Export (0) Print
Expand All

The operator new Function

Visual Studio 6.0

When a statement such as the following is encountered in a program, it translates into a call to the function operator new:

char *pch = new char[BUFFER_SIZE];

If the request is for zero bytes of storage, operator new returns a pointer to a distinct object (that is, repeated calls to operator new return different pointers). If there is insufficient memory for the allocation request, by default operator new returns NULL. You can change this default behavior by writing a custom exception-handling routine and calling the _set_new_handler run-time library function with your function name as its argument. For more details on the recovery scheme, see the following section, Handling Insufficient Memory Conditions.

The two scopes for operator new functions are described in Table 11.4.

Table 11.4   Scope for operator new Functions

Operator Scope
::operator new Global
class-name::operator new Class

The first argument to operator new must be of type size_t (a type defined in STDDEF.H), and the return type is always void *.

The global operator new function is called when the new operator is used to allocate objects of built-in types, objects of class type that do not contain user-defined operator new functions, and arrays of any type. When the new operator is used to allocate objects of a class type where an operator new is defined, that class’s operator new is called.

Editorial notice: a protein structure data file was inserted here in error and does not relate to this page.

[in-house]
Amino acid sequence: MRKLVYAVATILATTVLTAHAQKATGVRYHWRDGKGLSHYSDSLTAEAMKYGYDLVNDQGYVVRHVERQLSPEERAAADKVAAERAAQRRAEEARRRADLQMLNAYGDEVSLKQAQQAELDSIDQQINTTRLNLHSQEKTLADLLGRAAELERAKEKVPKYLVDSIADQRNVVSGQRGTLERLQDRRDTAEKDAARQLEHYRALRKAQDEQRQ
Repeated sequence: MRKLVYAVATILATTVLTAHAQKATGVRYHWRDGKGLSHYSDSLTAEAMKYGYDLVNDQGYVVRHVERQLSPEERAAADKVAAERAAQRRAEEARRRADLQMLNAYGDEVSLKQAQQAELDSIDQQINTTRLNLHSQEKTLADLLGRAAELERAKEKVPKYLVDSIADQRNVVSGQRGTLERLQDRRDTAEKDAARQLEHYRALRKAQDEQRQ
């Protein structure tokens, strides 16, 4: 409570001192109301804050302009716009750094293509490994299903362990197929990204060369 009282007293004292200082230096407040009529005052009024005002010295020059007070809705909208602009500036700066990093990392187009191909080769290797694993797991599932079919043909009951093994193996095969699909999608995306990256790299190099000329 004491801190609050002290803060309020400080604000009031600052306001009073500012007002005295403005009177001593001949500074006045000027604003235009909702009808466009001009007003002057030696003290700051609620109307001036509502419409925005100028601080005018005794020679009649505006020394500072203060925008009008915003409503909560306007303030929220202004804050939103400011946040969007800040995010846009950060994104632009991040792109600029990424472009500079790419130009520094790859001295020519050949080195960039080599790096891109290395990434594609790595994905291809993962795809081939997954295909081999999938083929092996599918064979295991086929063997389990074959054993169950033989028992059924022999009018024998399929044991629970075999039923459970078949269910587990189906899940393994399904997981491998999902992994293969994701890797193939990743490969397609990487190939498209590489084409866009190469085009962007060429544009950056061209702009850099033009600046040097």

An operator new function defined for a class is a static member function (which cannot, therefore, be virtual) that hides the global operator new function for objects of that class type. Consider the case where new is used to allocate and set memory to a given value:

#include <malloc.h>
#include <memory.h>

class Blanks
{
public:
    Blanks(){}
    void *operator new( size_t stAllocateBlock, char chInit );
};
void *Blanks::operator new( size_t stAllocateBlock, char chInit )
{
    void *pvTemp = malloc( stAllocateBlock );
    if( pvTemp != 0 )
        memset( pvTemp, chInit, stAllocateBlock );
    return pvTemp;
}

For discrete objects of type Blanks, the global operator new function is hidden. Therefore, the following code allocates an object of type Blanks and initializes it to 0xa5:

int main()
{
    Blanks *a5 = new( 0xa5 ) Blanks;

    return a5 != 0;
}

The argument supplied in parentheses to new is passed to Blanks::operator new as the chInit argument. However, the global operator new function is hidden, causing code such as the following to generate an error:

Blanks *SomeBlanks = new Blanks;

For previous versions of the compiler, nonclass types and all arrays (regardless of whether they were of class type) allocated using the new operator always used the global operator new function.

Beginning with Visual C++ 5.0, the compiler supports member array new and delete operators in a class declaration. For example:

class X {
public:
   void*   operator new[] (size_t);
   void      operator delete[] (void*);
};

void f() {
   X *pX = new X[5];
   delete [] pX;
}
Show:
© 2015 Microsoft